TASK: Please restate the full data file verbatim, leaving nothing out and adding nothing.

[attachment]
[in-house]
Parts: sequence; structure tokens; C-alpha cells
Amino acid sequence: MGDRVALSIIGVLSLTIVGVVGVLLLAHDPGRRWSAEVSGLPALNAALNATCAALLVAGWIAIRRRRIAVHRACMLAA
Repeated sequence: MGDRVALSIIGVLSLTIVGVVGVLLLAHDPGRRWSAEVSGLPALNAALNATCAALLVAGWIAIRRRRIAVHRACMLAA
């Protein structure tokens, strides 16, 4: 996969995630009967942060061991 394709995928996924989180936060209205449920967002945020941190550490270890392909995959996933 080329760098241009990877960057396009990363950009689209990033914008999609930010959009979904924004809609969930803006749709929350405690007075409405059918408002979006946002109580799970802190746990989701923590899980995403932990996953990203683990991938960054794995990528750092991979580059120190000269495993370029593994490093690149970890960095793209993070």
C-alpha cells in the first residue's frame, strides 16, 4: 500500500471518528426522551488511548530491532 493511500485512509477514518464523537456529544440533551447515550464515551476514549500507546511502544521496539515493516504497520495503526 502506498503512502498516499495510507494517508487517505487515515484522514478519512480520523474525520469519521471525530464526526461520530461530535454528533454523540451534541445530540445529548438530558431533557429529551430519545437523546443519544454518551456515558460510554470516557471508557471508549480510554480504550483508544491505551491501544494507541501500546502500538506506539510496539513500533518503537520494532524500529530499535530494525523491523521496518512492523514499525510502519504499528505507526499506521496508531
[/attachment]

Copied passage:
[in-house]
Parts: sequence; structure tokens; C-alpha cells
Amino acid sequence: MGDRVALSIIGVLSLTIVGVVGVLLLAHDPGRRWSAEVSGLPALNAALNATCAALLVAGWIAIRRRRIAVHRACMLAA
Repeated sequence: MGDRVALSIIGVLSLTIVGVVGVLLLAHDPGRRWSAEVSGLPALNAALNATCAALLVAGWIAIRRRRIAVHRACMLAA
């Protein structure tokens, strides 16, 4: 996969995630009967942060061991 394709995928996924989180936060209205449920967002945020941190550490270890392909995959996933 080329760098241009990877960057396009990363950009689209990033914008999609930010959009979904924004809609969930803006749709929350405690007075409405059918408002979006946002109580799970802190746990989701923590899980995403932990996953990203683990991938960054794995990528750092991979580059120190000269495993370029593994490093690149970890960095793209993070």
C-alpha cells in the first residue's frame, strides 16, 4: 500500500471518528426522551488511548530491532 493511500485512509477514518464523537456529544440533551447515550464515551476514549500507546511502544521496539515493516504497520495503526 502506498503512502498516499495510507494517508487517505487515515484522514478519512480520523474525520469519521471525530464526526461520530461530535454528533454523540451534541445530540445529548438530558431533557429529551430519545437523546443519544454518551456515558460510554470516557471508557471508549480510554480504550483508544491505551491501544494507541501500546502500538506506539510496539513500533518503537520494532524500529530499535530494525523491523521496518512492523514499525510502519504499528505507526499506521496508531